Social Media for Government


Last week I gave a presentation at the “Social Media for Government” conference in Melbourne.

For any who are interested my presentation is here.

The conference was very well attended and there were a range of people from all walks of government life, and a lot from local government, which I found particularly heartening.

With so much current scepticism around government at the minute it is these wonderful people who keep our basic services going that fulfil the charter of government most keenly, and for whom social media may well provide the most benefits.

If we define “government” as being about “governing” then “governance” is the consistent management, cohesive policies, guidance, processes and decision-rights for a given area of responsibility and involves the physical exercise of management power and policy.

The World Bank defines it as being

“the exercise of political authority and the use of institutional resources to manage society’s problems and affairs”.

Thus, at the heart of governance is the relationship between the “government” and those who are “governed”, which is why having so many people from local government interested in social media augurs well.

As with so many of the events, at which I either speak or observe, the challenges for communicators, and particularly those who work in government agencies, are:

  • the evolving interplay between the physical (analogue) and digital (data) worlds that requires a whole new approach to information and communications management;
  • the growing tension between technology, society and ‘the polity’ or governing institutions which is resulting in unprecedented amounts of data and the access to and transparency of that data and information;
  • new organisational forms and systems which are evolving as this unprecedented connectivity, collaboration and knowledge increases; and
  • the changing requirements and roles of leadership.

At the conference I spoke of both the semantic web and the ‘digital brand’, and, whilst there were some in the audience whose level of knowledge was very basic (“what is a Facebook ‘like’?”) there were others who were quite well-versed in using social media technologies to augment their communications activities, sought to learn from the activities of others, and were very interested in the whole discussion around measurement and “ROI”.  I will speak more on that anon as I am chairing a conference on “Social Media Monitoring and Metrics” this week.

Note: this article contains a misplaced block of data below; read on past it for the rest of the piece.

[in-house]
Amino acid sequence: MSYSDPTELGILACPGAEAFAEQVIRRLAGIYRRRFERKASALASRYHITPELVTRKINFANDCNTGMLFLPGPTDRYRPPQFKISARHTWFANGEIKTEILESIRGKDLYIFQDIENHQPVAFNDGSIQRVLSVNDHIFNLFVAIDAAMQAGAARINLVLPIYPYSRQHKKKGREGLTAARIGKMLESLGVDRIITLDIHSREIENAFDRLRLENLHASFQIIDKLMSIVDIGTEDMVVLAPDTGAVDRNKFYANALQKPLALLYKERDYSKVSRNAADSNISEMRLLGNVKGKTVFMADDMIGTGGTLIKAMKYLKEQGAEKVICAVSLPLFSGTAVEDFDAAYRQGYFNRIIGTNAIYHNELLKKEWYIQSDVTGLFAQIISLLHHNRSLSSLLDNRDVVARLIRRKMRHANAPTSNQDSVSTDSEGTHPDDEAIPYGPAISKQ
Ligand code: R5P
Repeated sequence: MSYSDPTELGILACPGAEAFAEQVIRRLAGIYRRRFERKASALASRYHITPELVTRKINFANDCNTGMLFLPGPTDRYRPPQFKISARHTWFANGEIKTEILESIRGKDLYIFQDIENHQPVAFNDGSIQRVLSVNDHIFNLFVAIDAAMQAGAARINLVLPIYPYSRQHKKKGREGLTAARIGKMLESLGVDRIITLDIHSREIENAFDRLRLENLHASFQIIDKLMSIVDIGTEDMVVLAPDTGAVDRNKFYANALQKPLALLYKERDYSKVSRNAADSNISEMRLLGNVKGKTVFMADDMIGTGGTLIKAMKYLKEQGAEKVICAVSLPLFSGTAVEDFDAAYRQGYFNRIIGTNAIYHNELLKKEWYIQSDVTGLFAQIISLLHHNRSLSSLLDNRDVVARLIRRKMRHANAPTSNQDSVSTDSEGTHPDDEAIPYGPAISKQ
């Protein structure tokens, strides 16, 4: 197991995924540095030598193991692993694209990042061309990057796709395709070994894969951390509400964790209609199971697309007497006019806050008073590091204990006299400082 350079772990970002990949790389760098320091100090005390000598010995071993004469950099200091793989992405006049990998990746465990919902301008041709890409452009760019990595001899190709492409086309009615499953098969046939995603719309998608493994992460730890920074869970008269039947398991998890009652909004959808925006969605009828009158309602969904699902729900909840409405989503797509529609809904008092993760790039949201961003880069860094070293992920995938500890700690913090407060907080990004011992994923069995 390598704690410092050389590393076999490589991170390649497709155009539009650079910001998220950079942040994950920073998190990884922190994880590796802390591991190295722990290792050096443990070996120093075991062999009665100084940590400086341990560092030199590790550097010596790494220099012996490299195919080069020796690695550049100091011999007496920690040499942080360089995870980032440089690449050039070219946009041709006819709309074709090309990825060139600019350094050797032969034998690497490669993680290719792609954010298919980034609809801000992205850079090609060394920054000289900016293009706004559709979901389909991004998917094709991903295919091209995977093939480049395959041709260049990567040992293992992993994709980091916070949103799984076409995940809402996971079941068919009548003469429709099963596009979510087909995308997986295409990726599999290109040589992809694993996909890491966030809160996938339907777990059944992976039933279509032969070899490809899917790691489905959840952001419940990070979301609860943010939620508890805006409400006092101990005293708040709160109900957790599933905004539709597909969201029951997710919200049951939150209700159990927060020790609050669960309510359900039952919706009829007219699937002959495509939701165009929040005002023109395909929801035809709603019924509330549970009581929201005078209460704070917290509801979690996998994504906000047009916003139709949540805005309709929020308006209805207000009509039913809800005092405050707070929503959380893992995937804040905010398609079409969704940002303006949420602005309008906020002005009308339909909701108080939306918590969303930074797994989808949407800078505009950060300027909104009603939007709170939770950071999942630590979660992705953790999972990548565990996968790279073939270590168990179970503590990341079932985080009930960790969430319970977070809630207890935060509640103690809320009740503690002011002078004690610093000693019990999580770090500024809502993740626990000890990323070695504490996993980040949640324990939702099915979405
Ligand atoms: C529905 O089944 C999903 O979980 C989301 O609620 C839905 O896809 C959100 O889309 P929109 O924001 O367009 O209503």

My presentation was part of the session entitled “Managing the Risks and Rewards of Social Media” and I was preceded by Tracey Sen, Director Corporate Communication, Department of Education an Training (NSW), and Mark Pearson, Professor of Journalism, Bond University.  Both Tracey and Mark highlighted some of the practical challenges of social media, and reinforced the message that the whole thing about ‘social’ media is that they are ‘social’, they are driven by the people for the people and about the people.

As we gauged the level of the audience there were a number of things that surprised me:

  1. most people knew something about metadata;
  2. many were seeking metrics and tools to measure the effectiveness of social media, and to demonstrate its effectiveness; and
  3. it felt very much like a new frontier within which people were prepared to share and learn, there was a collegial spirit, and spirit of innovation.

When it comes to the tools I am still to be convinced that there are any metrics that can be translated on to the bottom line.  If “social media” are about people then surely the measures of engagement, which are now more transparent than ever, should be based upon the conversations that are held within context, and thus any measure of success will be based on individual needs, from all participants.  I’m not sure you can measure this unless you ask all of those people, and one thing that a number of speakers talked about was that there are many who participate in social media but don’t necessarily engage directly, they “lurk”.  This is certainly my experience when it comes to the Fuji Xerox “Yammer” community, and others that I have observed.  Often people have commented to me directly about my blog or Yammer posts, but they don’t do it online, so it seems that for them the ROI is merely having the information there in the first place.

This is not a bad thing, and the sense of frustration within the audience of how to entice people to engage I think was entirely misdirected.  When it comes to group dynamics there are always those who will talk and those who will observe, and the power of silence is palpable.  This brings in the concept of “energy” and at the recent ANZSOG Master Class I met John Benington, Professor at Warwick University who told me about his thoughts of governance as an “energy system”.

As I ponder my own PhD research around the inter-relationship between governance and trust, the role of digital interaction technologies and the digital brand, and basic human behaviours, I felt that he was absolutely on to something.  When we link this to the study of archetypes, stories and myth a more complex, but holistic picture emerges, and one that begins to make more sense about where things might be headed.

For public sector communicators who are at the centre of all of these conversations – held across all media – this is a time to be embracing the new tools, experimenting with new approaches, assessing and evaluating any potential measures of success, but most of all being open to new ideas and approaches.

This is a time of great innovation and public sector communicators can be at the forefront.  I would urge you to seize this opportunity with both hands.